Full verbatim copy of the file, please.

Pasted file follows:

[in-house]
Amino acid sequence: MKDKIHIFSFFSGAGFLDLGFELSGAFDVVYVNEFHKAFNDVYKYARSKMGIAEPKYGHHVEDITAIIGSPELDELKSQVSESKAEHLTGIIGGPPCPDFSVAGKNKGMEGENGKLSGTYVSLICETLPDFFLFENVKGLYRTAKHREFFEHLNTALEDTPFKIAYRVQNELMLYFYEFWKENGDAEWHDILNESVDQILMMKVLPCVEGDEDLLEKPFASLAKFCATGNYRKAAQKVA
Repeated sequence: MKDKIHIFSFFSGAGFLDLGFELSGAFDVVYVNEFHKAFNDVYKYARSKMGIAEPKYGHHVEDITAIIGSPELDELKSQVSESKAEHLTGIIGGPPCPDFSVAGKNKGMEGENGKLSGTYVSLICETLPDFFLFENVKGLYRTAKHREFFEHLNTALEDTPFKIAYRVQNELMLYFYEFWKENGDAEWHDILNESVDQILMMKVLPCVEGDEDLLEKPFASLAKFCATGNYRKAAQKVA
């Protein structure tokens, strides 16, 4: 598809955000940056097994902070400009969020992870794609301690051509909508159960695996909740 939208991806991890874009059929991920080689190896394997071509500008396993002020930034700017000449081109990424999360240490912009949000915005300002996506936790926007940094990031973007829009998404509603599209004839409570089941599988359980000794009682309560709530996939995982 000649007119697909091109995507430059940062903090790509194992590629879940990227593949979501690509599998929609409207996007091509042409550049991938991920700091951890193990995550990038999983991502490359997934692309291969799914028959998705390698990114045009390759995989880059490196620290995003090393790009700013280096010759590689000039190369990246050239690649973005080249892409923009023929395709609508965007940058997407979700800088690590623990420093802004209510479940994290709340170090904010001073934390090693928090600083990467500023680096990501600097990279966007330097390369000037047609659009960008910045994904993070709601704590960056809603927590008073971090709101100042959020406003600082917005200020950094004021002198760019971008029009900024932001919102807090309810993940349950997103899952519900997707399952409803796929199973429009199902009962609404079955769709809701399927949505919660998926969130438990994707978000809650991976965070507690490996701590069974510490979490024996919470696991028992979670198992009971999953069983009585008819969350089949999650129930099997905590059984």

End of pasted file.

[in-house]
Amino acid sequence: MKDKIHIFSFFSGAGFLDLGFELSGAFDVVYVNEFHKAFNDVYKYARSKMGIAEPKYGHHVEDITAIIGSPELDELKSQVSESKAEHLTGIIGGPPCPDFSVAGKNKGMEGENGKLSGTYVSLICETLPDFFLFENVKGLYRTAKHREFFEHLNTALEDTPFKIAYRVQNELMLYFYEFWKENGDAEWHDILNESVDQILMMKVLPCVEGDEDLLEKPFASLAKFCATGNYRKAAQKVA
Repeated sequence: MKDKIHIFSFFSGAGFLDLGFELSGAFDVVYVNEFHKAFNDVYKYARSKMGIAEPKYGHHVEDITAIIGSPELDELKSQVSESKAEHLTGIIGGPPCPDFSVAGKNKGMEGENGKLSGTYVSLICETLPDFFLFENVKGLYRTAKHREFFEHLNTALEDTPFKIAYRVQNELMLYFYEFWKENGDAEWHDILNESVDQILMMKVLPCVEGDEDLLEKPFASLAKFCATGNYRKAAQKVA
């Protein structure tokens, strides 16, 4: 598809955000940056097994902070400009969020992870794609301690051509909508159960695996909740 939208991806991890874009059929991920080689190896394997071509500008396993002020930034700017000449081109990424999360240490912009949000915005300002996506936790926007940094990031973007829009998404509603599209004839409570089941599988359980000794009682309560709530996939995982 000649007119697909091109995507430059940062903090790509194992590629879940990227593949979501690509599998929609409207996007091509042409550049991938991920700091951890193990995550990038999983991502490359997934692309291969799914028959998705390698990114045009390759995989880059490196620290995003090393790009700013280096010759590689000039190369990246050239690649973005080249892409923009023929395709609508965007940058997407979700800088690590623990420093802004209510479940994290709340170090904010001073934390090693928090600083990467500023680096990501600097990279966007330097390369000037047609659009960008910045994904993070709601704590960056809603927590008073971090709101100042959020406003600082917005200020950094004021002198760019971008029009900024932001919102807090309810993940349950997103899952519900997707399952409803796929199973429009199902009962609404079955769709809701399927949505919660998926969130438990994707978000809650991976965070507690490996701590069974510490979490024996919470696991028992979670198992009971999953069983009585008819969350089949999650129930099997905590059984």